Wednesday, July 30, 2014

Early Harvest

This crazy summer of hot, hot days and relentless sun has all the plants around the house behaving as if it were fall already. I've harvested mature cones just this week from my Cascade bines. That's Humulus lupulus below and not its botanical relative (note they are both in the family Cannabaceae).

Like cannabis the cultivars are usually female clones and propagated vegetatively. I purchased rhizomes from Freshops to start my crop. They produce a seedless flower and ultimately a fruit that contains oil glands that yield a variety of compounds that contribute both flavor and aroma to beer. Hops contain organic acids that isomerize during the boil and become bitter-flavored. That bitterness balances the sugars from the malt and rescues beer from being just another insipid too-sweet drink. The chemical cocktail is also bacteriostatic--hops are a natural preservative.

They are beautiful plants and do very well in our area. They take a fair bit of water but they grow like mad and have to be pruned and trained on to a trellis or framework. Commercially about a ton of hops can be produced from an acre of land. With 35,000 acres or so in the US, about 70 million pounds of hops were harvested in 2013, worth about 250 million dollars (source: USDA).

a.d. III Kal.Aug.

Monday, June 9, 2014

All gone

Ten gallons of beer is 80 pints, and we pounded all of them in a few short hours on Saturday. My retirement party was a smashing success and everyone loved the brews. The Blackhorse Ale was a smooth, easy-drinking, full-flavored porter that ticked the meter at about 5% abv. Perfect for a party. I really liked the way it came out. There was a nice complexity to the malt flavor, lots of interacting notes but none dominating. I think I got the bittering just right--you could really taste the malt but the beer wasn't sweet at all and had a clean, dry finish. I kept the mash temperature high on this one and got the body and mouthfeel I wanted. The XXX: Retirement Pale Ale was a different animal--I wanted something light and thirst-quenching. The final color was dark honey, or mostly golden with amber highlights from the crystal malt (actually CaraMunich). It was also a five-percenter as I'm a session ale sort of fellow. I added only homegrown Cascade hops and concentrated on flavor and aroma. I kept the bittering low, just enough to notice it but not assertive like in an IPA. I wanted the garden freshness to come through and it did! The nose was distinctive with some apple, grapefruit, and even a touch of pine. Again, the finish was crisp and dry, but this one had a nice lingering tingle on the tongue. The multiple straight-from-the-garden hop additions gave the beer a rough-around-the-edges quality, but the flip side was you could really taste all the flavors the cones had to offer. Two different but complementary brews. The only sad part is that there's none of it left to enjoy!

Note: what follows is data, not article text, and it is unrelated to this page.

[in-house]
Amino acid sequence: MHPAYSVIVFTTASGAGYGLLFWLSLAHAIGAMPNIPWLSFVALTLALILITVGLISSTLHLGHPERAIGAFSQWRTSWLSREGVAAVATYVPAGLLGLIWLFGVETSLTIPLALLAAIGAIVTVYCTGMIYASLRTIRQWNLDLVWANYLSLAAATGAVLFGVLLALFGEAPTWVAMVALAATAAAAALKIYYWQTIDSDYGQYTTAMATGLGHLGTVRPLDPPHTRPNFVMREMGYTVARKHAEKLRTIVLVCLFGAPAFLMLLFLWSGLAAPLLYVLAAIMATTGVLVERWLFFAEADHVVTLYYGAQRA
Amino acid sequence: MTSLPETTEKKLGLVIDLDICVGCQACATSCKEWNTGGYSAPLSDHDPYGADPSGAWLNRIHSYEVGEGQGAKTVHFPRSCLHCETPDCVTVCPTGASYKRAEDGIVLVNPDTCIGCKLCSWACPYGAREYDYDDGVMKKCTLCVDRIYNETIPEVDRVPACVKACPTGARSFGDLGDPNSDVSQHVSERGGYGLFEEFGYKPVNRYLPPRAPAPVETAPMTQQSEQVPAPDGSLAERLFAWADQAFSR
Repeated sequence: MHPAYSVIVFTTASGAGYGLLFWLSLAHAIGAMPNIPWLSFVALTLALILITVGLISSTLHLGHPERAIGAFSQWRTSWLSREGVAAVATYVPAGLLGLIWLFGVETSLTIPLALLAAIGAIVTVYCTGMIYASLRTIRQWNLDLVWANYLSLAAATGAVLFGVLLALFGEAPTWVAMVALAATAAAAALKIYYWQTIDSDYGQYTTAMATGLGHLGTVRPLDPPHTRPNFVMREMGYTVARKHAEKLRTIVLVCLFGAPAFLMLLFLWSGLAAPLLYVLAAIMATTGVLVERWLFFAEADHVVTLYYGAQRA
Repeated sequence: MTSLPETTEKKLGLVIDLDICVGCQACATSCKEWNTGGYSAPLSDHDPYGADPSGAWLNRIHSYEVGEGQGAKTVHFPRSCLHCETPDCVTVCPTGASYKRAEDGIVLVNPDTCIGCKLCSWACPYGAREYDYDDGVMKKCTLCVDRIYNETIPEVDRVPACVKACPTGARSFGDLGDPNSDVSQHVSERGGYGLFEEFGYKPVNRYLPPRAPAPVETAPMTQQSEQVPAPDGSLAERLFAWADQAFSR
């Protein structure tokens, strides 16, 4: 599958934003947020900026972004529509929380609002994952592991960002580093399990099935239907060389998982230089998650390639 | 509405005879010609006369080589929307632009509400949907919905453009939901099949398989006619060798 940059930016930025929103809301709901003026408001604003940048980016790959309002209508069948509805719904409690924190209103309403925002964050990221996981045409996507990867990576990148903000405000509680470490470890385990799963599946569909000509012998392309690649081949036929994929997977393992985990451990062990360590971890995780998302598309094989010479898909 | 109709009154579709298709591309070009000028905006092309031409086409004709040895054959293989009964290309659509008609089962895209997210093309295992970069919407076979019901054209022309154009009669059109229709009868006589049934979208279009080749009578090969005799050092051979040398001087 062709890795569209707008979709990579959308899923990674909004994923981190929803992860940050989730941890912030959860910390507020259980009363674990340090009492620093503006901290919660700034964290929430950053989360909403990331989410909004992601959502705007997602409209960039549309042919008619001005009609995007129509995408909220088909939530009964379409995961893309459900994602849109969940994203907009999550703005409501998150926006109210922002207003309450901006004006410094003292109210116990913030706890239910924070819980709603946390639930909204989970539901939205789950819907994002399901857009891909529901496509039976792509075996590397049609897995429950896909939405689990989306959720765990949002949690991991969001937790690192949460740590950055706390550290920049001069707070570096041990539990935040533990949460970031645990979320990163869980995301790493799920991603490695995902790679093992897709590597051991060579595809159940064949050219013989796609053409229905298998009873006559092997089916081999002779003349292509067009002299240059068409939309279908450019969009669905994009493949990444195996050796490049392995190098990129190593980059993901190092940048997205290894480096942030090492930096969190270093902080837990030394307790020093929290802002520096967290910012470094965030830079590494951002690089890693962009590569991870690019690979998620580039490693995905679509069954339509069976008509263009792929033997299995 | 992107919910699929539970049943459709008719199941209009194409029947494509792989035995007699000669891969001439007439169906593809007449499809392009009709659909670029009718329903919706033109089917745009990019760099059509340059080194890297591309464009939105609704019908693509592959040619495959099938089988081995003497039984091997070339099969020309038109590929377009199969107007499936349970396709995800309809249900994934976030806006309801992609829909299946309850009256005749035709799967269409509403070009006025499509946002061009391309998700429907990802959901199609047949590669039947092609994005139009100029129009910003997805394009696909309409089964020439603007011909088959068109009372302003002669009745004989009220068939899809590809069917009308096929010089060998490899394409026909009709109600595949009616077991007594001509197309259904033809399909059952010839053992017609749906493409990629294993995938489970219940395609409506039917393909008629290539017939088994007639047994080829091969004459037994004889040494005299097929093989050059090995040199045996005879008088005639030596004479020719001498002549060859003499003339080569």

a.d. V Id. Iun.

Tuesday, May 27, 2014

Party On!